Eye For Film >> Movies >> 2001 Maniacs: Field Of Screams (2010) Film Review
Boys and girls, it’s time for Fun With Film Maths: start with almost any Troma film you care to think of, subtract the cutting satire/brutal comedy/deformed protagonist on an environmental crusade, add hillbilly clichés (ignore if your choice of Troma film is Redneck Zombies), and work out what you have left. Finished? That’s right, what’s left is a badly shot, amoral, pointless mess of a film. And that, kids, is how we summarise 2001 Maniacs: Field Of Screams.
To start with, Field Of Screams is the pointless sequel to the remake of Hershel Gordon Lewis’ 1965 Two Thousand Maniacs!, with the director of the remake, Tim Sullivan, returning to the director’s chair. Once again, the story basically follows the premise of the South rising again in vengeance, as yet more unfortunate Northerners are greeted by the somewhat inbred locals of Pleasant Valley, here taking their ‘Guts N’ Glory’ jamboree on tour.
The film peaks early, too, with an American Civil War motion comic. It's a decent enough opening but judging by the production values of the remaining 82 minutes, that prelude must have cost approximately 73 per cent of the budget, with the rest going to Bill Moseley (the one time Devil's Reject hamming it big time and replacing Robert Englund as the Mayor) and Jar-Jar Binks (Ahmed Best in a role only slightly less offensive than the Star Wars pariah).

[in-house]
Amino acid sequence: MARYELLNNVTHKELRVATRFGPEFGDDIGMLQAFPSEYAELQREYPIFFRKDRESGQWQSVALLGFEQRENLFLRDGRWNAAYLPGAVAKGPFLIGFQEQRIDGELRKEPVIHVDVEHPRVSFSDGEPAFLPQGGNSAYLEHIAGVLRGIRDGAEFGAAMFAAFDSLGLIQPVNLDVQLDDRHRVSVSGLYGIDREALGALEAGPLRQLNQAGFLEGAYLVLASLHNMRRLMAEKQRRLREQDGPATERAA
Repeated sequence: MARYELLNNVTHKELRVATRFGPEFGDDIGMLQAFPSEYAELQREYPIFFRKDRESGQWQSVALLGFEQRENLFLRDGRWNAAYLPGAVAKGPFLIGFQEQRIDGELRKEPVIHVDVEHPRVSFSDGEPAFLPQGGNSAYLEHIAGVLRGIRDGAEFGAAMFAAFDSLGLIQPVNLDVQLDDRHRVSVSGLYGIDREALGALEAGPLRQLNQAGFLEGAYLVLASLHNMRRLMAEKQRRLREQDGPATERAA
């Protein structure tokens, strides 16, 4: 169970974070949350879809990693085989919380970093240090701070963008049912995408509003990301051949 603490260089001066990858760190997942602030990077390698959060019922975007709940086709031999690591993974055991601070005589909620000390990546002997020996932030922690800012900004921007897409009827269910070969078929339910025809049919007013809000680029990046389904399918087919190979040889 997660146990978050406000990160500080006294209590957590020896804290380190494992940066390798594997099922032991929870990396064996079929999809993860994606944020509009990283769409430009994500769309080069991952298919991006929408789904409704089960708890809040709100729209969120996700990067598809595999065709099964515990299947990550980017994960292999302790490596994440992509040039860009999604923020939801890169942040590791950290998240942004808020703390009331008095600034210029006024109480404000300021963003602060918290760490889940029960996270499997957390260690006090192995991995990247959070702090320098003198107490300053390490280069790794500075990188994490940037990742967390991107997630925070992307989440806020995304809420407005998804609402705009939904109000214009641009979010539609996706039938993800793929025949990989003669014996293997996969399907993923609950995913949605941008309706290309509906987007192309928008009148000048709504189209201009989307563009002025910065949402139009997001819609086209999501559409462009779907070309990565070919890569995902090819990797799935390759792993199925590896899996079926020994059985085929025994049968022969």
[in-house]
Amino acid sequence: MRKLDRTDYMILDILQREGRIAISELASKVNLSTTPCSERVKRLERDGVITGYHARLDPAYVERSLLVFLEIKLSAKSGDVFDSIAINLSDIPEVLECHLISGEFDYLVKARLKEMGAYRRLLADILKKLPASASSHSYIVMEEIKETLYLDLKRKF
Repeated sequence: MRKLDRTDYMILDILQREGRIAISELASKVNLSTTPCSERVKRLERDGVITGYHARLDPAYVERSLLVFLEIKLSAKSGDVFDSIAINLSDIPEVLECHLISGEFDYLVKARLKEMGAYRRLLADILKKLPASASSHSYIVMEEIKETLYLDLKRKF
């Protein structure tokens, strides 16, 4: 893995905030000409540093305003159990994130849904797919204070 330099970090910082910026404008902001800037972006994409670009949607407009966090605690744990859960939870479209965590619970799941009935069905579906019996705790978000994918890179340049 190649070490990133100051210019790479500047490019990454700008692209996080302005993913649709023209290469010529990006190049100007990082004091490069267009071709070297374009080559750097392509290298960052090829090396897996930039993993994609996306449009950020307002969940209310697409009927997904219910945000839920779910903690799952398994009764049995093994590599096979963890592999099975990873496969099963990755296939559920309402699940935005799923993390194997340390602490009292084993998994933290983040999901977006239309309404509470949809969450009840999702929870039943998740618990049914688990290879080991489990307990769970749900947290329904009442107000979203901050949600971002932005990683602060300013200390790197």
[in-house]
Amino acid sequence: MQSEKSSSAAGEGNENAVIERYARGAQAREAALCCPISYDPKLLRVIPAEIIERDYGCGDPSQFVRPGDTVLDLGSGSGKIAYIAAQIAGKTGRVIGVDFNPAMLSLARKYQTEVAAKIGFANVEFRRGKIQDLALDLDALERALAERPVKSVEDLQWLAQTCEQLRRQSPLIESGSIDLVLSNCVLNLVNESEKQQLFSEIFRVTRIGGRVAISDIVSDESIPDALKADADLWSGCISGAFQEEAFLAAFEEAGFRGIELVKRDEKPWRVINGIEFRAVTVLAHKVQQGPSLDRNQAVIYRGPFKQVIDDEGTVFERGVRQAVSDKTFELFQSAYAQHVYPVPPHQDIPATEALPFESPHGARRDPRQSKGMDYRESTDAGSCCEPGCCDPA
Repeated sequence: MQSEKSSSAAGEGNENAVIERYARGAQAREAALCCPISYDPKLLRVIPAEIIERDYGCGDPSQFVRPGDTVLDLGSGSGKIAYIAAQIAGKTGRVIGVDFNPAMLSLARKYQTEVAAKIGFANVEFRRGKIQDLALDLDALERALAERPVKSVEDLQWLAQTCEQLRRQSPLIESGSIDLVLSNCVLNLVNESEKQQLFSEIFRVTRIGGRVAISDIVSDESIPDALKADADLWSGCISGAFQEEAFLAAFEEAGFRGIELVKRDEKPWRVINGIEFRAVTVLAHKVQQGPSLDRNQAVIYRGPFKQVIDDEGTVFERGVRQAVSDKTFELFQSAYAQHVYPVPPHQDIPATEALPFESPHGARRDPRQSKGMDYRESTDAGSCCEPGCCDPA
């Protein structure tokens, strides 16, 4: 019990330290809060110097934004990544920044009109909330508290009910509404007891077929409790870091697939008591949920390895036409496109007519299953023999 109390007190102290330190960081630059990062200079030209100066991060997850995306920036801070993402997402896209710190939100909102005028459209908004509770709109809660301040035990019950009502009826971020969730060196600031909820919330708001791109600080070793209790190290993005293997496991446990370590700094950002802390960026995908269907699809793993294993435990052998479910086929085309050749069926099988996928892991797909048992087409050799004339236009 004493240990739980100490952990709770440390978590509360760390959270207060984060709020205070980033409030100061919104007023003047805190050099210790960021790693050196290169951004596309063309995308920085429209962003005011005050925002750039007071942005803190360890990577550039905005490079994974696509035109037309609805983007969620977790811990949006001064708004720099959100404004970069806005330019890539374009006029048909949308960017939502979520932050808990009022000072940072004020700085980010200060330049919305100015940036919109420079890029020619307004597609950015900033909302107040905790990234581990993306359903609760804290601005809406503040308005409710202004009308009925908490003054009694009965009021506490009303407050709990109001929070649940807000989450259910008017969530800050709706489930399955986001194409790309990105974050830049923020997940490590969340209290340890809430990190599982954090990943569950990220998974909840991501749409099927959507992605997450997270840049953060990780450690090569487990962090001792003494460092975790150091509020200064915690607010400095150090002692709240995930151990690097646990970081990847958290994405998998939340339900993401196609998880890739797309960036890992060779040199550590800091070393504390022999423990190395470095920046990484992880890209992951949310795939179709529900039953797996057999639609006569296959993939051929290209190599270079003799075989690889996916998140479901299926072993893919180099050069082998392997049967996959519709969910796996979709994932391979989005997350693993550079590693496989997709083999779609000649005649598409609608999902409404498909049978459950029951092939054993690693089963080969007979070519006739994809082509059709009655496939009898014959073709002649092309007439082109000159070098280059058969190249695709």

It’s clear that Tim Sullivan really isn’t Lloyd Kaufman, no matter how much he pretends to be. Where Kaufman makes relevant comments about fast-food culture and man's impact on the environment, behind a guise of heavy-handed satire and comic gore, Sullivan takes a butter knife to the easiest of satirical targets, reality TV. The victims are a reality TV production crew, who are sex-obsessed douches, making The Simple Life by another name, with a Paris Hilton-a-like named Rome - oh, the hilarity!
As a story it falls apart because there is no one to root for, just fodder and clichés, and no dramatic tension essential for the horror to work, substituted with vacuous idiots trapped and killed by hateful idiots, some unfunny comedy, and unrealistic gornography – that said, the bad Eighties practical gore effects are at least, in part, quite amusing, they do look worse than counterpart films 20 years older. As a film it is basically porno standard, with shoddy cinematography, ‘off’ dubbing, godawful sound design and wooden dialogue and acting. And also like a porno, there is a fair amount of nudity.
Reading this review you might find yourself pondering that the film is meant to be a ‘so bad it’s good’ homage to superior Eighties video nasties, and I can’t deny, it is intended to be that and achieves the ‘so bad’ half of the saying, but does just being a product of post-modern irony make it a more entertaining film? No.Reviewed on: 26 Jul 2010
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